I used to say, only sort of in jest, that I was in favour of public shaming. I didn’t mean that I thought we needed to bring back the stocks or anything like that (okay, okay, I may have joked that we needed to bring back the stocks), but I had an idea that people needed to be held accountable for their actions.
This stance was a result of being a member of small communities throughout my life, in which I had witnessed the general tendency of people to avert their eyes when one community member caused harm to another. I was fed up with the willingness of people to bury their heads in the sand. I was concerned for those against whom harm had been perpetrated, and were without meaningful support. I thought public shaming would be of benefit, because I wanted to force accountability onto these wrongdoers, and I wanted to force a reckoning in the community.
And, to be perfectly honest, I can still see why and how I landed on this belief. I had read and listened to podcasts about reparative justice, and I thought this was a way to work towards it. Reparation for everyone! People would see the error of their ways, there would be opportunity for healing, and everyone would live happily ever after! Cue the trumpets.
Perhaps you got there before me, and you can see the flaws here already. But if you can’t, then I urge you to go and read I Hope We Choose Love: A Trans Girl’s Notes from the End of the World by Kai Cheng Thom.
I first discovered Kai Cheng Thom when she was interviewed on the podcast Secret Feminist Agenda. I was very taken with her interview, her thoughts, her honesty about uncertainty, and her articulateness. I purchased I Hope We Choose Love, looking to read more of her musings and essays, seeking out more insight into tough issues like accountability, justice, consent, love, abuse, suicide, and identity. The book did not disappoint.
In the introduction to the book, Thom talks about how she lost faith in community. Within the essays, there are many stories that illustrate her experiences, and how this loss of faith happened. Throughout the book she also, with an incredible willingness to let go of bitterness, talks about moving forward in love. About loving and listening with both compassion and critique. She wishes for relationships where there is “willingness to enter the space of conflict, as well as the knowledge that we will emerge from it.” Yes! I thought as I read this. Yes!
Thom goes on to tackle some of the thorniest questions surrounding community, including how to apply justice and accountability, what happens when the perpetrators of harm are also victims of abuse, and what happens when we let go of the “dream of perfection,” meaning that imperfect people are also allowed to be a part of our communities.
There are examples given about the harm that comes from public call-outs, which can lead to bullying and intimidation. She points out that true accountability “is based on personal integrity and genuine willingness to learn.” Needless to say, the metaphorical stocks are not going to facilitate this process. Rather the loving and compassionate willingness to see people for who they are, have difficult conversations and ask difficult questions, to speak up when harm is done, and, crucially, to also “examine the ways in which communities create and actively maintain the conditions in which such violations are likely to occur.”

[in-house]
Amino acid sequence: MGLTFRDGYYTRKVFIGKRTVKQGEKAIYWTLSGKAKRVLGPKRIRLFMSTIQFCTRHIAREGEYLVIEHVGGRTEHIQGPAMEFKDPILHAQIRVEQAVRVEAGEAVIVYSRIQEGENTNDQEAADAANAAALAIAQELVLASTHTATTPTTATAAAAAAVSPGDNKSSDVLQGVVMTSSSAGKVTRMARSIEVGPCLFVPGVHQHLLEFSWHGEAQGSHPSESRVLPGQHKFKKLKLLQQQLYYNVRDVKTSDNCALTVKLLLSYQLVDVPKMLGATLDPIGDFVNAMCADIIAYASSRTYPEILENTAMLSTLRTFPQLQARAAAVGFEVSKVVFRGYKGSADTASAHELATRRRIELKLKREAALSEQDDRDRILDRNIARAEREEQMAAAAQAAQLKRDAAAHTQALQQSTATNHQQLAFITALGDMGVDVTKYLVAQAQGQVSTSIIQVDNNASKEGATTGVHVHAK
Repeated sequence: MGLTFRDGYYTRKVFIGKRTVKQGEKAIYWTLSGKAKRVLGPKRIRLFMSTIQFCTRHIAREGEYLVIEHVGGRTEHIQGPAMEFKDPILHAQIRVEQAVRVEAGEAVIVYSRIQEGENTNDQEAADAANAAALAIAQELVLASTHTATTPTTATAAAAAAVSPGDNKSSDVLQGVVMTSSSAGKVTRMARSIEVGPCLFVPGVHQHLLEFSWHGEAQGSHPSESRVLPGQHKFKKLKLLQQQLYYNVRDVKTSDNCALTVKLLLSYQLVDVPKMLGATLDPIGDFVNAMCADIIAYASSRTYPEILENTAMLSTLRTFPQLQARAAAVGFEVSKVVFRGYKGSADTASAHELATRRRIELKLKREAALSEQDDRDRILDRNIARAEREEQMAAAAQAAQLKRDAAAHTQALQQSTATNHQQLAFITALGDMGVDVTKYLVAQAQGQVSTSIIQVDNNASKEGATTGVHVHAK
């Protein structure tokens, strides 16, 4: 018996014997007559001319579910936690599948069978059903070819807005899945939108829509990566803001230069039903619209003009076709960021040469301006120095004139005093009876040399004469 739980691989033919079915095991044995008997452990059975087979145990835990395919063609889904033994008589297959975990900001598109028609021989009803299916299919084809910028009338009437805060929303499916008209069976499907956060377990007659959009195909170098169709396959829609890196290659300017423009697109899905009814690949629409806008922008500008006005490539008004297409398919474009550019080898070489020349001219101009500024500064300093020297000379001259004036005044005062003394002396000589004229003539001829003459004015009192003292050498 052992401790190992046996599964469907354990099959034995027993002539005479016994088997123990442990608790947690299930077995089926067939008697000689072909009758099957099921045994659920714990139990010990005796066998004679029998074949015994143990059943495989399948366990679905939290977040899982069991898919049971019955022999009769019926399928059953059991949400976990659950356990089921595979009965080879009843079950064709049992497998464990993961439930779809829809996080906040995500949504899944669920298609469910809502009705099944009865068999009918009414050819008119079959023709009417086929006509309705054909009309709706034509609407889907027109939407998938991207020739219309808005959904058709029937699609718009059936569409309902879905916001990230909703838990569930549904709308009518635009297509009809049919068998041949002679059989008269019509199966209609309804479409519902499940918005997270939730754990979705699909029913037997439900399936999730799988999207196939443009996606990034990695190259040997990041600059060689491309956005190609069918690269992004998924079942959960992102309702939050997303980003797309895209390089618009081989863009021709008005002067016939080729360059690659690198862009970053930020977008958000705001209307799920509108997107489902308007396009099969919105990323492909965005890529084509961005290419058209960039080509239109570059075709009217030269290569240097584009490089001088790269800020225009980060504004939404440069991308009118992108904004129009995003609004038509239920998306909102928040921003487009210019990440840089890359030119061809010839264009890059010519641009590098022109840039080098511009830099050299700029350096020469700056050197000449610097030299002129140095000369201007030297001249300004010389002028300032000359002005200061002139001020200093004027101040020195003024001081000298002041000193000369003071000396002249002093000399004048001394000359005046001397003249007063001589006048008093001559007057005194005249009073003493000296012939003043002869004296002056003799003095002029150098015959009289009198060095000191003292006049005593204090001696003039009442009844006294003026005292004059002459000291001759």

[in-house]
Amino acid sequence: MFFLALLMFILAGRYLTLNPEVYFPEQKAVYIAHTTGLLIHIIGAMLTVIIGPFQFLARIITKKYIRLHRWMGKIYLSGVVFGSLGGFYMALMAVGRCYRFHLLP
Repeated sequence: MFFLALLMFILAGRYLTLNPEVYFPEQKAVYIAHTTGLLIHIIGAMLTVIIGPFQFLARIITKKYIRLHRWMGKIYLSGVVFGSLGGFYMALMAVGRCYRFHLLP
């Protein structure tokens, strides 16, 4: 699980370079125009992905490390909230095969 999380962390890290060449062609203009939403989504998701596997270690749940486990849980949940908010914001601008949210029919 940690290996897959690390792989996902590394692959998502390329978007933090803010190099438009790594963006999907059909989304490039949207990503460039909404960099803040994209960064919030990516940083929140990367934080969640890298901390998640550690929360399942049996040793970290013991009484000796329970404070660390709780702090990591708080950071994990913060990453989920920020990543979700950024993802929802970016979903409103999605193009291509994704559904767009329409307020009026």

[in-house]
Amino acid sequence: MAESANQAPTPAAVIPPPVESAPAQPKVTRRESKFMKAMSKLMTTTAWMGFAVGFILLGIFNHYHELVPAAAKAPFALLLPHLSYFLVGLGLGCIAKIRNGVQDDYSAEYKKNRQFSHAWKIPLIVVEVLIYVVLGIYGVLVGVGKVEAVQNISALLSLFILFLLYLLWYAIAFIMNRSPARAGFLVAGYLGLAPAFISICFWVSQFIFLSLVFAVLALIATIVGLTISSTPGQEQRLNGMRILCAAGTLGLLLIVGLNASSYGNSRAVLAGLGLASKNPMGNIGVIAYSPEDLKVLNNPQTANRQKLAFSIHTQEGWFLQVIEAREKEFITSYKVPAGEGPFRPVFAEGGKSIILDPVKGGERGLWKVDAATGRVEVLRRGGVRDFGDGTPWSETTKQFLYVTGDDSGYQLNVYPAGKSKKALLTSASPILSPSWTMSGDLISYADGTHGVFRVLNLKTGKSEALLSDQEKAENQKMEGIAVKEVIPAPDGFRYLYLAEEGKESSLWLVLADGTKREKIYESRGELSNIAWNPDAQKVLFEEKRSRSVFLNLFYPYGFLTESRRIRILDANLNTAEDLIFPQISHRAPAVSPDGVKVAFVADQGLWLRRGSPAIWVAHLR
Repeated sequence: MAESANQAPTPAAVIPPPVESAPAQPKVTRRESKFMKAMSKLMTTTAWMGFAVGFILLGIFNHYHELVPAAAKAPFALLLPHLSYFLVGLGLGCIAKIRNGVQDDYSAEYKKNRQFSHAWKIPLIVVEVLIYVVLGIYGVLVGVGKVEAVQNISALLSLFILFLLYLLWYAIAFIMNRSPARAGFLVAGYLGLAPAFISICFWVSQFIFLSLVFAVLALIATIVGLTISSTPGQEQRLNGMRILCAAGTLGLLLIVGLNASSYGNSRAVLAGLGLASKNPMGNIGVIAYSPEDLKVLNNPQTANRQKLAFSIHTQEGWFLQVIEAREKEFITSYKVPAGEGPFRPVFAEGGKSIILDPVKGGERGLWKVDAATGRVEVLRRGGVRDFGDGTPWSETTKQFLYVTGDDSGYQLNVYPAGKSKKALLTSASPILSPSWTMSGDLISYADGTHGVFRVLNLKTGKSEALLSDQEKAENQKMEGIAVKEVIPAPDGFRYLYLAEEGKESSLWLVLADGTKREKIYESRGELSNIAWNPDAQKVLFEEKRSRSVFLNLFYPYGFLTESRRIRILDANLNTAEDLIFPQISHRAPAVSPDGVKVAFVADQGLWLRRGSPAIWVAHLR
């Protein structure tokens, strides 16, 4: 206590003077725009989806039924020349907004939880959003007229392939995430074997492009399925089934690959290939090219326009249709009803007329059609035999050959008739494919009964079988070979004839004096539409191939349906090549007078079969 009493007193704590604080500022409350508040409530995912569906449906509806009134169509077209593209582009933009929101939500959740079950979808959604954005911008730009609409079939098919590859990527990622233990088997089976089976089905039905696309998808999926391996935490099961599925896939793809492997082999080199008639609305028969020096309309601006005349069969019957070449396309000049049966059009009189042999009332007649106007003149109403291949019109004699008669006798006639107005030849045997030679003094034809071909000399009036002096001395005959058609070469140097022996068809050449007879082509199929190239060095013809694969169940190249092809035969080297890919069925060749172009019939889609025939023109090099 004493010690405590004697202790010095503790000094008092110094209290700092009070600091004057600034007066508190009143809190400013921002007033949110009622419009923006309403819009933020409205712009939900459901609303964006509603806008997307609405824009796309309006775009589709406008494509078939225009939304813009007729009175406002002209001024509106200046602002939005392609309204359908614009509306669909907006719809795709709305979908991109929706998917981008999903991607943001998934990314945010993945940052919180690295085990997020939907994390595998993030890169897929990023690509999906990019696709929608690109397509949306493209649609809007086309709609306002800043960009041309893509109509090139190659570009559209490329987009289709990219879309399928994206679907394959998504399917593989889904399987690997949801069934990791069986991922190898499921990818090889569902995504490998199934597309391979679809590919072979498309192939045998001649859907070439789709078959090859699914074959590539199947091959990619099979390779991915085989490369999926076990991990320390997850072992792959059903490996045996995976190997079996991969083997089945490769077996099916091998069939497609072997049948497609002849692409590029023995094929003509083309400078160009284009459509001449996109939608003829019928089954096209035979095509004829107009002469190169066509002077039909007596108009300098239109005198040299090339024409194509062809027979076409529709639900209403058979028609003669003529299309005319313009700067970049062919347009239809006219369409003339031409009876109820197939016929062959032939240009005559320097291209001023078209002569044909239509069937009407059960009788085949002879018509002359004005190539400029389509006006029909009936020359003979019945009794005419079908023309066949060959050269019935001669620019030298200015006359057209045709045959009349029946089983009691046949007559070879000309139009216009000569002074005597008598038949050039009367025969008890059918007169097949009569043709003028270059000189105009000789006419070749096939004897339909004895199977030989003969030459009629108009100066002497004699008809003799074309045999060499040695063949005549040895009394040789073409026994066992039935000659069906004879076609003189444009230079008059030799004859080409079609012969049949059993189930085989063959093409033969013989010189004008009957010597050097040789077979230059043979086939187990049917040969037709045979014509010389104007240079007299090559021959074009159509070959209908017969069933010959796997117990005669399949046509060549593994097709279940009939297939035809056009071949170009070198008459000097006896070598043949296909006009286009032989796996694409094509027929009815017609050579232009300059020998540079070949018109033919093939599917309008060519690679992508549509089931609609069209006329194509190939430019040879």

These are all intricate ideas discussed with a depth of understanding and compassion that I needed to read. I appreciated Thom’s way of seeing the big picture as well as the small details, and most of all I appreciated that she is also asking questions—and recognizing that the answers are hard to find, and take work.
I Hope We Choose Love is a book about more than accountability within community. It is also a book about being a trans woman in a world where, horrifyingly, “a life expectancy of thirty-five is the norm.” Kai Cheng Thom talks about mentorship, adopted families, sex work, suicide and mental illness, the myth of exceptionalism (the idea that if one member of a marginalized population can “make it” then the rest just aren’t trying hard enough), and all of the realities of being a trans woman that are important for cisgender people like me to read about and understand. It also combines Thom’s thoughtful essays with her reflective poetry, giving the already emotion-filled ideas further grounding in a more raw expression of feeling.
I am grateful to have read this book, and to have my ideas rearranged by Kai Cheng Thom. In the end, her words served as a living example of the kinds of changes she is putting forth as an idea for the future. I felt as though a kind and compassionate friend had challenged my notions, and I was able to think them through and see where I went wrong. It was a painless process, not like the stocks, and I am a better person for it.
So this is a book about love. This is a book about revolutionary love. Love that might not save us at the end of the world but that might make it possible to live through. It may be hard to believe in. It will be harder to live. I hope we choose it anyway.